• Failing to schedule the requisite inspection or submit the necessary certification
  • Using someone to perform work who is not properly licensed when such a license is required
  • Improperly using the required identification number of someone required to be licensed or registered
  • Providing false information on a permit application
  • Failing to obtain the requisite certificate of occupancy
  • Work that violates the Code and results in a “substantial defect, error or deficiency” that requires a new inspection or review as well as failure to correct such deficiencies
  • Work that is an “imminent threat to the health and safety of workers or the public”

New Section 13-8-130 also contains the procedures for: (1) providing notice that someone’s ability to apply for permits has been suspended; (2) contesting the suspension; and (3) reinstatement of privileges. The section also defines what constitutes a suspension of permit privileges and includes the suspension of permits that have already been submitted but not issued. The section makes it clear that if the license or certification of an entity is suspended, “no controlling person(s) of that entity” may receive a new license or permit system number during the suspension period. Sections 13-8-140  and 13-8-150 also provide the procedures for reinstating and contesting a suspended license, registration, or certification.

The proposed ordinance adds provisions to Section 13-12-060, the section of the Building Code governing architects, engineers, and others failure to comply with the Code. New Section 13-12-060(b) states that an architect, structural engineer, or expediter who submits “plans, drawings, or calculations” that fail to conform to the Code requirements may have their permit application privileges suspended.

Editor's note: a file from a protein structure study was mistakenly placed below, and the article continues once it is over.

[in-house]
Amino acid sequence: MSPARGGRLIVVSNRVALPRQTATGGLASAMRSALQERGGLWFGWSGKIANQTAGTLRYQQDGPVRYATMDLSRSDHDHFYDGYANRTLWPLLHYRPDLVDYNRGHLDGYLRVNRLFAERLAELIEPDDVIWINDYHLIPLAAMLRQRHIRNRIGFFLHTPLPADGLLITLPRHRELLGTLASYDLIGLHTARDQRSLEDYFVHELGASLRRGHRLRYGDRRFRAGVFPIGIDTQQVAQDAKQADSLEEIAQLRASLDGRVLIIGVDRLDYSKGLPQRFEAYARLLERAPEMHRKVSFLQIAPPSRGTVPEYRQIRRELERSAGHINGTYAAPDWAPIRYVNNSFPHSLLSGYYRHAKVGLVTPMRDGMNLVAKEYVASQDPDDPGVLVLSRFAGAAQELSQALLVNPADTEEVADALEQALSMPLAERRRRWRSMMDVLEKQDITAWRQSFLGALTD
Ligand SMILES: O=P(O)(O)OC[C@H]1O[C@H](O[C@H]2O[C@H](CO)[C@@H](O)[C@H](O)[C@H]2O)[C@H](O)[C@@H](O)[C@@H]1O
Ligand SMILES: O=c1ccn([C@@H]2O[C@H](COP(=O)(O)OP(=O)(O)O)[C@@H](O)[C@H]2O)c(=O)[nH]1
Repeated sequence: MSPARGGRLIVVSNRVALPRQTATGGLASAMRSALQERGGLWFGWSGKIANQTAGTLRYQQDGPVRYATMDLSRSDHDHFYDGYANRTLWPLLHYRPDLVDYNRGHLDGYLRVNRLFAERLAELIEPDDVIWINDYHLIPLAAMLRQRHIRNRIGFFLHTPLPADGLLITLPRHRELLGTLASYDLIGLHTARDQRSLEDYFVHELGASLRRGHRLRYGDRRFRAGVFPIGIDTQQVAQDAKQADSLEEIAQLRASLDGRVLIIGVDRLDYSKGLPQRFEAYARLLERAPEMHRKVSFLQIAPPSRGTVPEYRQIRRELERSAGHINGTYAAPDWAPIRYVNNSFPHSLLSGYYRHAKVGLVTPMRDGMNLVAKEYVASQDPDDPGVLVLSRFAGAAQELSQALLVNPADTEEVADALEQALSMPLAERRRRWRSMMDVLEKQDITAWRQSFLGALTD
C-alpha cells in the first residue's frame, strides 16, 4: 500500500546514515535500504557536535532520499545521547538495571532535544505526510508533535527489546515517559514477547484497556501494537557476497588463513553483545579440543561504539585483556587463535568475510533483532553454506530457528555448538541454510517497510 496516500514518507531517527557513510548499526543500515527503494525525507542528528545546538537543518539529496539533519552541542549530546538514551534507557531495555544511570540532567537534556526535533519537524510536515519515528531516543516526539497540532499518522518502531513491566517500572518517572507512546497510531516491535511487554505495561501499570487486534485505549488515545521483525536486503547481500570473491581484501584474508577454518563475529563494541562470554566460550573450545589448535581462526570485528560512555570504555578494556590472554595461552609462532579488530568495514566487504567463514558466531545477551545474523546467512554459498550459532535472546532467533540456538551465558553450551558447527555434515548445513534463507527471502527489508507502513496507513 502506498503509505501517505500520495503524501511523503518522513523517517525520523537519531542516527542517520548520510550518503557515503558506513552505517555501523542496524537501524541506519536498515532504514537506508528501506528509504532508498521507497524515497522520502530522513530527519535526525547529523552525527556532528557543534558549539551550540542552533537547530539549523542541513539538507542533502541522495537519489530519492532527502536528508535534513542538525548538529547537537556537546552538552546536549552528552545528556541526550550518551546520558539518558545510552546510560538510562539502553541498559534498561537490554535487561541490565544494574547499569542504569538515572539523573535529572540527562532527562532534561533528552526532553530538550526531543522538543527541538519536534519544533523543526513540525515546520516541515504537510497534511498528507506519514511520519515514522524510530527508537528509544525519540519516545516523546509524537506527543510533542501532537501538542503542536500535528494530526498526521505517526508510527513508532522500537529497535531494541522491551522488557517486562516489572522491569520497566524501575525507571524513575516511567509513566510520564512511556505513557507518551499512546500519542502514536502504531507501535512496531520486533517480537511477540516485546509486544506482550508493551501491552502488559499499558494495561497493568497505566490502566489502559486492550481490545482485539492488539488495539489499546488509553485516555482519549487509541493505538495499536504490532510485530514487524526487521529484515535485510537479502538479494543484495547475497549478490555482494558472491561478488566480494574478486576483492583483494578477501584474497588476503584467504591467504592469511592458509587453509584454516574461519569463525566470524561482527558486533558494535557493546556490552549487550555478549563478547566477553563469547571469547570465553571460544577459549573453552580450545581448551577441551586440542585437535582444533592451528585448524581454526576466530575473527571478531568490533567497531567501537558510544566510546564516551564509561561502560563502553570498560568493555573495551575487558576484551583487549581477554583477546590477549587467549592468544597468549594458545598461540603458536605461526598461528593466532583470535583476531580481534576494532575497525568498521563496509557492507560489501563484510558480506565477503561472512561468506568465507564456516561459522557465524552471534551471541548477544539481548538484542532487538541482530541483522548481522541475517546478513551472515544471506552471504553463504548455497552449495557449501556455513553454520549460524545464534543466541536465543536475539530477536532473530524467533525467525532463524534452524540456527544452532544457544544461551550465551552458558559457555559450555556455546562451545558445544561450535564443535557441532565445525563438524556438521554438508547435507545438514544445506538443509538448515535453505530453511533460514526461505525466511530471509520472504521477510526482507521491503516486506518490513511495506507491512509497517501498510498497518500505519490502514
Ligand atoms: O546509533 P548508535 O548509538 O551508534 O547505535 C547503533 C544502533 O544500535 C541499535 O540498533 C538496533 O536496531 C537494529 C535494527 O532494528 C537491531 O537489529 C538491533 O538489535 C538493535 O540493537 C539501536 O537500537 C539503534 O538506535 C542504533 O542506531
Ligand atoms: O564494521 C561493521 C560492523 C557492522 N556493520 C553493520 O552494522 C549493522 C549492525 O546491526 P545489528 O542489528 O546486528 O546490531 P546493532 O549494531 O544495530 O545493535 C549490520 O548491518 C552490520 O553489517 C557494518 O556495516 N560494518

Additionally, new Section 13-32-045 states that the Commissioner may also suspend the permit application privileges of an architect, structural engineer, or expediter if they exhibit a “pattern” of failing to make corrections to “an application, drawings, plans, calculations or supporting materials” requested by DOB in a reasonable time or resubmits such materials without corrections. The section defines “pattern” as five or more times within a 12 month period.

Next Steps

The proposed ordinance was submitted to a Chicago City Council joint committee comprised of the Committee on License and Consumer Protection and the Committee on Zoning, Landmarks, and Building Standards (Joint Committee). Currently, the Joint Committee is expected to review the proposed ordinance on February 8, 2017. Following a vote of the Joint Committee, the legislation will be considered by the Chicago City Council, possibly at their next meeting on February 22, 2017. We will provide updates if there are any changes to the proposed ordinance as it is reviewed by the Joint Committee and City Council.

It should also be noted that a companion proposed ordinance, 02016-8687, makes changes to various business and licensing requirements. This proposed legislation amends Section 16 of the Chicago Building Code to eliminate annual inspections for certain types multi-story of buildings. Instead, these buildings will be inspected “as often as deemed necessary.”

Once adopted, the effectiveness of these new provisions will largely rest on the extent to which DOB utilizes them.

This post was updated on February 23, 2017, with the following information:

The Chicago City Council passed ordinances 02016-8627 and 02016-8628 on February 22, 2017.